Despite the fact that Jones was able to make great progress in modernizing and reorganizing the Air Force, he was bothered by the fact that at the Joint Chiefs of Staff meetings, there appeared to be a limited effort with the military chiefs to work closely on cohesive projects and strategy. In 1976, Jimmy Carter was elected president, and he agreed with Jones that all of the branches of the military should strategize jointly and work closely together to implement their military plans.
On May 31, 1978, Jones was awarded the Order of the Sword, which is considered the Air Force’s “highest honor for officer leadership” and is a special award for “non-commissioned officers to recognize individuals that they hold in high esteem and they wish to honor.” Three weeks later, on June 21, President Carter appointed Jones as chairman of the Joint Chiefs of Staff, where Jones served as the senior military adviser to the president, the National Security Council and the secretary of defense.
According to Kathy Franklin, the daughter of Gen. Jones, her father “really loved working with President Carter.” In June 1979, Jones accompanied Carter to Vienna, Austria, for the final stage of the Strategic Arms Limitation Treaty II (SALT) negotiations with the Soviet Union. Both men were concerned that the Soviets might soon meddle in Iran because they had already invaded neighboring Afghanistan.
Many Iranians had bitter resentment toward America because, in 1953, the CIA backed forces that overthrew Mohammad Mossadegh, the prime minister of Iran, and replaced him with Mohammed Reza Pahlavi, the Shah of Iran, who was pro-Western and anti-Communist. In 1979, revolutionary forces in Iran forced the Shah to disband his government and flee to Egypt. The Shah was suffering from advanced cancer, and when President Carter allowed him to come to the U.S. for treatment, resentment from many Iranians toward America exploded.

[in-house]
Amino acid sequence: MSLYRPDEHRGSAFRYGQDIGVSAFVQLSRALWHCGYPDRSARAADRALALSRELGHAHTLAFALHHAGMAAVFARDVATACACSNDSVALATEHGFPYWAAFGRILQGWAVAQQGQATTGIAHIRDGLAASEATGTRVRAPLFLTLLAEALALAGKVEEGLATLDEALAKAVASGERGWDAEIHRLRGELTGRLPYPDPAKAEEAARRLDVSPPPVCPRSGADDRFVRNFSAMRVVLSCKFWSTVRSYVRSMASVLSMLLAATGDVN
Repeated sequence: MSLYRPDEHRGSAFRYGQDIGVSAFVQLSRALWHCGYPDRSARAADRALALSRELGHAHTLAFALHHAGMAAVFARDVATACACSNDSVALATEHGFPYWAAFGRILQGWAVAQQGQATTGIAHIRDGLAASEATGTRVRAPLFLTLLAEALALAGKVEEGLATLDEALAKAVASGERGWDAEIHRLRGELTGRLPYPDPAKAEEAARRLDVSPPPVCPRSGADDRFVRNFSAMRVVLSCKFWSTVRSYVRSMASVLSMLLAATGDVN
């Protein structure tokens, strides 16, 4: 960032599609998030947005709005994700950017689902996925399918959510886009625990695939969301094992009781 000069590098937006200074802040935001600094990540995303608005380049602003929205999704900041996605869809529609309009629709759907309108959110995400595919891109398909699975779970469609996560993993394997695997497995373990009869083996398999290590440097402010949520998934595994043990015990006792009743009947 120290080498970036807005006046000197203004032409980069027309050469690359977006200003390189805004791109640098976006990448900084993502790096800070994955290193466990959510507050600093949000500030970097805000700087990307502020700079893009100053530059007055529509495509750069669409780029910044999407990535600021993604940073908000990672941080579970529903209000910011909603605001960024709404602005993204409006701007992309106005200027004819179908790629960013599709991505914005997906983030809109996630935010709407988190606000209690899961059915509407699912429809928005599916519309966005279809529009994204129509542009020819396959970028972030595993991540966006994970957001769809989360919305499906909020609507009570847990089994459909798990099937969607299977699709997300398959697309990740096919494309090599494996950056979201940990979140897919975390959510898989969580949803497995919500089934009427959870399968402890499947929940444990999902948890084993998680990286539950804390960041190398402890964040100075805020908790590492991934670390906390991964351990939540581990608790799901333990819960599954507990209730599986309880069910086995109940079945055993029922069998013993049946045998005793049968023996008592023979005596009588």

On Nov. 4, a group of rebels seized the American embassy in Iran and took the occupants captive. Negotiations to get the embassy personnel out of Iran did not succeed, and when 52 hostages remained in captivity in April 1980, Carter decided to launch a military mission, known as Operation Eagle Claw, to try to rescue the hostages. Jones was concerned because of a “lack of a joint command to train forces for such a mission.”
However, on April 4, the mission was launched, but because there was a severe desert sandstorm on that day, several helicopters malfunctioned, including one that crashed into a large transport plane, killing eight American servicemen. The mission was aborted, and it proved that Jones was correct in his belief that better planning, coordination and training were needed to conduct these kinds of missions. He took no comfort in his correct assessment, but was “really devastated” about the failure of the mission.
Congress heeded Jones’ recommendations and passed the Goldwater-Nichols Reorganization Act. President Ronald Reagan reappointed Jones as chairman in 1980, and he served one more term before retiring from the Joint Chiefs of Staff on June 18, 1982, and from the Air Force one month later.
Throughout his military career, Jones always considered North Dakota his home. Besides a host of military awards, Jones received honorary doctorate degrees from the University of Nebraska at Omaha in 1974, Louisiana Tech University in 1975 and Minot State College in 1979. He also received the Sioux Award from the University of North Dakota in 1985 and North Dakota's Theodore Roosevelt Rough Rider Award in 1982.
Gen. David C. Jones died on August 10, 2013, and was buried in Arlington National Cemetery.
“Did You Know That” is written by Curt Eriksmoen and edited by Jan Eriksmoen of Fargo. Send your comments, corrections, or suggestions for columns to the Eriksmoens at firstname.lastname@example.org.